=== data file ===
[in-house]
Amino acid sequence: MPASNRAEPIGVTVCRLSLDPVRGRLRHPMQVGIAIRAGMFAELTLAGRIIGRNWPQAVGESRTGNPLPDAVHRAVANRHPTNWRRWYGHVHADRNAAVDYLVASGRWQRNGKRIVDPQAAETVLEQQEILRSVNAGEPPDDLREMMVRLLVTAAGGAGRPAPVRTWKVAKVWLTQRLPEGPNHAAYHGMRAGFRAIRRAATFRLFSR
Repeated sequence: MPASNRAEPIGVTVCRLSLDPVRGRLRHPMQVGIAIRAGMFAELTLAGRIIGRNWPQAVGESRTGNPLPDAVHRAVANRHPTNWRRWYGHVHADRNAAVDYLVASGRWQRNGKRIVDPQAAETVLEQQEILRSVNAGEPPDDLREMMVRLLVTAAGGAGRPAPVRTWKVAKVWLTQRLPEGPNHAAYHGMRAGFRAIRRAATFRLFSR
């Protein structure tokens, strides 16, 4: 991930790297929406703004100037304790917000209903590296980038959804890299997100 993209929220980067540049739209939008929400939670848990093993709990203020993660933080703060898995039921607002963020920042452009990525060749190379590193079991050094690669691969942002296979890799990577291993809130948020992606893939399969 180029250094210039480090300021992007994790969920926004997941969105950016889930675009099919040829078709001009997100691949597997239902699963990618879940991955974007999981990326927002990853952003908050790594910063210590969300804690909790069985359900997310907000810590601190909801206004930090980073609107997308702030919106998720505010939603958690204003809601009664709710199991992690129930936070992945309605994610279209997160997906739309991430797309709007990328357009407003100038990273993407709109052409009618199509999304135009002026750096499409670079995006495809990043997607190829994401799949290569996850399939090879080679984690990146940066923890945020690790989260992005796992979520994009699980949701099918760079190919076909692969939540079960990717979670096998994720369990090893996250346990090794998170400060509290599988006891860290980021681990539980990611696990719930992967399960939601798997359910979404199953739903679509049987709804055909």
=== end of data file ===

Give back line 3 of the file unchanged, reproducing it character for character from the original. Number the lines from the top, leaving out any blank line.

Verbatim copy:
Repeated sequence: MPASNRAEPIGVTVCRLSLDPVRGRLRHPMQVGIAIRAGMFAELTLAGRIIGRNWPQAVGESRTGNPLPDAVHRAVANRHPTNWRRWYGHVHADRNAAVDYLVASGRWQRNGKRIVDPQAAETVLEQQEILRSVNAGEPPDDLREMMVRLLVTAAGGAGRPAPVRTWKVAKVWLTQRLPEGPNHAAYHGMRAGFRAIRRAATFRLFSR